SIEPM 2016 Cluj SIEPM 2016 Cluj

The XXII annual Colloquium of the SIEPM, Cluj-Napoca, Romania, 28–30 September 2016

Société Internationale pour l’Étude de la Philosophie Médiévale
Centrul de Filosofie Antică şi Medievală, UBB Cluj
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Pseudo-Aristotelian Texts in Medieval Thought
The XXII annual Colloquium of the SIEPM, Cluj-Napoca, Romania, 28–30 September 2016
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Textes pseudo-aristotéliciens dans la pensée médiévale
Le XXIIe Colloque annuel de SIEPM, Cluj-Napoca, Roumanie, 28–30 septembre 2016
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Texte pseudo-aristotelice în gândirea medievală
Al XXII-lea Colocviu anual al SIEPM, Cluj-Napoca, România, 28–30 septembrie 2016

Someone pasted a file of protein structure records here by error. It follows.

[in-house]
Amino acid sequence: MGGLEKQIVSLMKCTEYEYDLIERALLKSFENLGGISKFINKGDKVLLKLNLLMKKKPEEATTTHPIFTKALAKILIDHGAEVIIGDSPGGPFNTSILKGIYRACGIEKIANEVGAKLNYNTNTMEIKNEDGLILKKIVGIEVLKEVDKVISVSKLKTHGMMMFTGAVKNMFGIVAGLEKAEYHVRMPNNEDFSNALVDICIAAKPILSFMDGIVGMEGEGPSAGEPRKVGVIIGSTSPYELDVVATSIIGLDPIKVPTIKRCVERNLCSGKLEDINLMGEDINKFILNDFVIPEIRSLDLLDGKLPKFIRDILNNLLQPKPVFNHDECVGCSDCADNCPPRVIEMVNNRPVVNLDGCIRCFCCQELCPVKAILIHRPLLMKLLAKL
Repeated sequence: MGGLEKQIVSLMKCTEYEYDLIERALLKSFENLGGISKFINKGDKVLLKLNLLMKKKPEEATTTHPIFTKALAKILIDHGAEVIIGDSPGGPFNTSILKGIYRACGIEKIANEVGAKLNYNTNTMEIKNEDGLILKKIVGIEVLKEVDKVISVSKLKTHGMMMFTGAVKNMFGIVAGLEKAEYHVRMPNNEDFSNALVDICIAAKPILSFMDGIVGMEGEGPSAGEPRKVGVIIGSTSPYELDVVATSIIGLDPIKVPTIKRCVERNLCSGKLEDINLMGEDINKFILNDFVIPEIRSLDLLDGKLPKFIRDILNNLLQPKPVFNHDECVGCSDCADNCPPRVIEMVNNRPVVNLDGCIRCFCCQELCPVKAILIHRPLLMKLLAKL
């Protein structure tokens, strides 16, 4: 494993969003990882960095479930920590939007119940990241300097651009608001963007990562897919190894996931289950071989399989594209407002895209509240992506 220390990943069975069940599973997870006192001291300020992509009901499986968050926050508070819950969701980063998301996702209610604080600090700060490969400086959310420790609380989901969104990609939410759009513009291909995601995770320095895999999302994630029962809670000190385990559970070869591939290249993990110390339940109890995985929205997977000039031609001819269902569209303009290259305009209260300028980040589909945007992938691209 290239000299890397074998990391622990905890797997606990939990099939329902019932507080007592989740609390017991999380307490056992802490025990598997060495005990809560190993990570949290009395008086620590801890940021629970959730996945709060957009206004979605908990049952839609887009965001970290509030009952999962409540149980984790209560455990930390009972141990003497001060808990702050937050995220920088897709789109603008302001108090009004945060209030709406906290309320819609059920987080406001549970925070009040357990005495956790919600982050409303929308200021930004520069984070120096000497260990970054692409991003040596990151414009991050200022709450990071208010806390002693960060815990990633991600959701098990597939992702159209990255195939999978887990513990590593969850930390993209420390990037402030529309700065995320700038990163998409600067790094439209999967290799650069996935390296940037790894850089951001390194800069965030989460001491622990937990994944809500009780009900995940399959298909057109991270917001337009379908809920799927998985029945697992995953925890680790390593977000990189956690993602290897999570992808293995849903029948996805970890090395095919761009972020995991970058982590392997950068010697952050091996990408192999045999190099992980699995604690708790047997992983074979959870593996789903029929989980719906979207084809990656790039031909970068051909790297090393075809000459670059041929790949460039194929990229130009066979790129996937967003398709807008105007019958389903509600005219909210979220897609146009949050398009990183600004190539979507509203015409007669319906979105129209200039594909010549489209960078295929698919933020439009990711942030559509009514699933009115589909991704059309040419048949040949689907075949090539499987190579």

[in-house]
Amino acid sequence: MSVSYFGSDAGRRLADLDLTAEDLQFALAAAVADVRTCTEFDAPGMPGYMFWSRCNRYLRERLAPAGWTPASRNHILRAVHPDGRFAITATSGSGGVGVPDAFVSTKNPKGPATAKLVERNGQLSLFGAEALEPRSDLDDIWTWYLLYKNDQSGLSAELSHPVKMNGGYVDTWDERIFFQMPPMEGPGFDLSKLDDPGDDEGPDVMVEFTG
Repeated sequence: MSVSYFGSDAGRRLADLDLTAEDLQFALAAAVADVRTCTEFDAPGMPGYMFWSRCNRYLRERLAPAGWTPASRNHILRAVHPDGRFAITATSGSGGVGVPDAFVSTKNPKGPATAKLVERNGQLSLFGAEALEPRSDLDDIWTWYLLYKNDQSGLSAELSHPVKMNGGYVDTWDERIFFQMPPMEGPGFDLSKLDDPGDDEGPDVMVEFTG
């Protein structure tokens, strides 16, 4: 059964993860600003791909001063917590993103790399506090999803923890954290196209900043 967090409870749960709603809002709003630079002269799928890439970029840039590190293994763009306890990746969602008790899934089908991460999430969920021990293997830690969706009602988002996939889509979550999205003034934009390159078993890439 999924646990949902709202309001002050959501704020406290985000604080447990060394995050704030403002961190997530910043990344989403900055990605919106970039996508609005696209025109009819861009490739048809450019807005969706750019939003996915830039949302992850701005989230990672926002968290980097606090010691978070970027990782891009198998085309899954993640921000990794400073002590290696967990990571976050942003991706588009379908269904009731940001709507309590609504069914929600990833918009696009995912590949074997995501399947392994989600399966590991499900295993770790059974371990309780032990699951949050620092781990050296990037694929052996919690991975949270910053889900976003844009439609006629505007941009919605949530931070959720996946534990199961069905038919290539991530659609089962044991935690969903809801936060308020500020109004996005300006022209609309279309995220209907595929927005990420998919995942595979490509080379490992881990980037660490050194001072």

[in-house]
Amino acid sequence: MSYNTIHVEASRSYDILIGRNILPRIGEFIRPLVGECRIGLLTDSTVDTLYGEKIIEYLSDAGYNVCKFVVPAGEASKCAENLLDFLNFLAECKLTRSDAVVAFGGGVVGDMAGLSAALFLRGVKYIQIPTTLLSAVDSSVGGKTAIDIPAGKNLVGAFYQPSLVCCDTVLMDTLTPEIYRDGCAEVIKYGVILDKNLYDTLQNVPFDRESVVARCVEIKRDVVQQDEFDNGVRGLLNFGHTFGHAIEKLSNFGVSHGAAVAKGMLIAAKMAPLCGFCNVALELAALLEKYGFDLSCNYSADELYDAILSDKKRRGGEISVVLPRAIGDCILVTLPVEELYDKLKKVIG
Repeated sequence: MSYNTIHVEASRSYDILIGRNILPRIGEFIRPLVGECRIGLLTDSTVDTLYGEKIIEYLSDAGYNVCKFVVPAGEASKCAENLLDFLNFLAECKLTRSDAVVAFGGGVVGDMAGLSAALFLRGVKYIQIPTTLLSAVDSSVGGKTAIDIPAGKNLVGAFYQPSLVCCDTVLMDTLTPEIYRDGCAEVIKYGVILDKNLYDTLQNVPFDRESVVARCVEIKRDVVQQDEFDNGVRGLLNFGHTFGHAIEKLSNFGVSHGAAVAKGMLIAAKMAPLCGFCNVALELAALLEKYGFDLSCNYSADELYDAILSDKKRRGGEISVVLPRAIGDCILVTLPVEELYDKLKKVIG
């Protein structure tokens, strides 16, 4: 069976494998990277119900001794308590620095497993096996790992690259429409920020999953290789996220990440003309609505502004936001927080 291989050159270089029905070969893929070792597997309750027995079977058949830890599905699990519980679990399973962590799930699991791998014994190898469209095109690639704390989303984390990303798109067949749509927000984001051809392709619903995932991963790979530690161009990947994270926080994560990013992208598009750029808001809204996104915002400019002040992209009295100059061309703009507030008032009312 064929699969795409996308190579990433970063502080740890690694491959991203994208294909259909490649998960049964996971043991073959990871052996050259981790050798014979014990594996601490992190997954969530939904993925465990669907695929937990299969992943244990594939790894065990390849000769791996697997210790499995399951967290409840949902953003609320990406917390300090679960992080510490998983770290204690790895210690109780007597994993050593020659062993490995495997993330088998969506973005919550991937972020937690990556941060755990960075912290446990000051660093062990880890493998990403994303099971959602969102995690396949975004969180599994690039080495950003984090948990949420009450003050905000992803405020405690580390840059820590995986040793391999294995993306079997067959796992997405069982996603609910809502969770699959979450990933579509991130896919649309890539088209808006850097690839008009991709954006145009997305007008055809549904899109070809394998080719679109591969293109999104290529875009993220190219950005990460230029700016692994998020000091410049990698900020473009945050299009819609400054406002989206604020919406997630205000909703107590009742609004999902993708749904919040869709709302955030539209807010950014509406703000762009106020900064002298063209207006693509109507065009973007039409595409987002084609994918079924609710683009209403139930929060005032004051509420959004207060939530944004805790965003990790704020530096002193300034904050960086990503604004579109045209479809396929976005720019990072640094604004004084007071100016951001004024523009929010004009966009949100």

The Philosopher, the Master of Those Who Know, was the dominant pagan authority in all four of the main traditions of medieval philosophy, Arabic, Greek, Hebrew, and Latin. Yet we now know that a number of works attributed to Aristotle were in fact spurious, authored by others who claimed to be, or whom others claimed to be, the Stagirite, for example, the Secretum secretorum, the Liber de causis, De mundo, De proprietatibus elementorum, De pomo, and De plantis. These writings had a fascinating impact on medieval thought in various ways, both in the original language, be it Arabic, Greek, or Latin, and in translation. The mechanisms of their production, dissemination, and translation are themselves worthy of attention. Many of these works spawned commentary traditions of their own, parallel to those involving the classic texts of Peripatetic philosophy. Apparent contradictions between ideas expressed in these treatises and those found in what we consider to be authentic works, for instance ideas that appeared to derive more from the Academy than from the Lyceum, provoked questions about authenticity and about the possible evolution of Aristotle’s thought. Finally, these texts were employed in one way or another in many genres of philosophical literature in the Middle Ages, including metaphysics, natural and moral philosophy, theology, and even more exotic disciplines like chiromancy and alchemy. The colloquium aims to shed new light on all aspects of the history of Pseudo-Aristotelian texts in the Middle Ages, and contributions on a broad range of pertinent topics are therefore welcome.

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